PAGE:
Anna Nicole: on TV Again

annaNicoleAny tabloid tale is fair game for a Lifetime movie. If they’ve done Jodi Arias and Amanda Knox, then why not Anna Nicole Smith, except that her death came so long ago — 2006 — and she’s been out of the news for a while compared to those other cases.

The other problem is finding someone to play Smith. There was something about her so different that made her a star that also makes her hard to replicate. A classical beauty at her best, of course, that emulated Marilyn for a few seconds at least, that also gave a sensuousness to bigger framed women that was in contrast with the stick thin models even in Playboy. but she also was blowsy, a ditz, dense in a way she thought was cute, sloppy on the edges and kind of a mess for most of the end of her short life.

The problem with Agnes Bruckner of “Private Practice” and “The Craigslist Killer” playing her in the “Anna Nicole”  is that she’s to sharply pretty in the standard (and rather generic) Hollywood sense. Nothing out of control or bigger than life or dangerous. She’s pretty and prim and, aside from the apparent prosthetic enhancements that come late in the movie, too subtle for the bigger than life Anna Nicole, at least until the end, when she gets her famous reality show.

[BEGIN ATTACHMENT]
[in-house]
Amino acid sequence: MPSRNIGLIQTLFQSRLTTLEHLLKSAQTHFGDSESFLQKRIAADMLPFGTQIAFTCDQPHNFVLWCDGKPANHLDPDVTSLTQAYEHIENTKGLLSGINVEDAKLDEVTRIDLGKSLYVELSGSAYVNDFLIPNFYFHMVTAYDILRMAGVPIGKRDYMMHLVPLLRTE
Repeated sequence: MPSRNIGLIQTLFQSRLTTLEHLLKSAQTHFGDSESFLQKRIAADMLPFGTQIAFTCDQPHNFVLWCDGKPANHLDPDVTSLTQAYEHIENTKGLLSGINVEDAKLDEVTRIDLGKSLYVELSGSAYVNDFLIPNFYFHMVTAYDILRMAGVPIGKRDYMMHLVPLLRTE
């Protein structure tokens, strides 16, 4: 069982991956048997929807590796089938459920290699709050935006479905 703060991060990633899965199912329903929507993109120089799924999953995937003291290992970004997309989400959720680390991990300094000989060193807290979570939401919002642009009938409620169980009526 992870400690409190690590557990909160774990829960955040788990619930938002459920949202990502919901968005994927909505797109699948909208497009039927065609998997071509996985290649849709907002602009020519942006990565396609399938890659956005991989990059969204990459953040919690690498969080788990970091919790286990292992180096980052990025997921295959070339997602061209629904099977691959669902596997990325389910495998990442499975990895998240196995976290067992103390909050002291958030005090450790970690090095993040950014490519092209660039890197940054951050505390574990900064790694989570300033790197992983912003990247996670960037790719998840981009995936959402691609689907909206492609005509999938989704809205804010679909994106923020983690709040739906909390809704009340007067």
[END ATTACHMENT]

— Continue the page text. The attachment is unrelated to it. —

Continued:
The film that starts as a straight bio, with the mousy brunette little girl seeking a fantasy life exemplified by Marilyn, finding her way to strip clubs to earn a paycheck that could help raise her son. There she’s found by a billionaire who marries her.

That the billionaire is played by Martin Landau suddenly makes the movie worth watching (though her mother was played by Virginia Madsen, and her lawyer by Adam Goldberg). As played by the Oscar winner Landau, the octogenarian is realistic and knows what to expect from their odd relationship. She sort of does too, though it seems she takes to him as part of a yearning for family too.

But what does it matter; she’s hated by the family, the public and unknown others and she hunkers up in a network-paid mansion where she lets in only reality show cameras. That’s where the fat suits begin in earnest.

That drugs are the inevitable route to an early end makes the final Marilyn parallel – one she should have known as a child.

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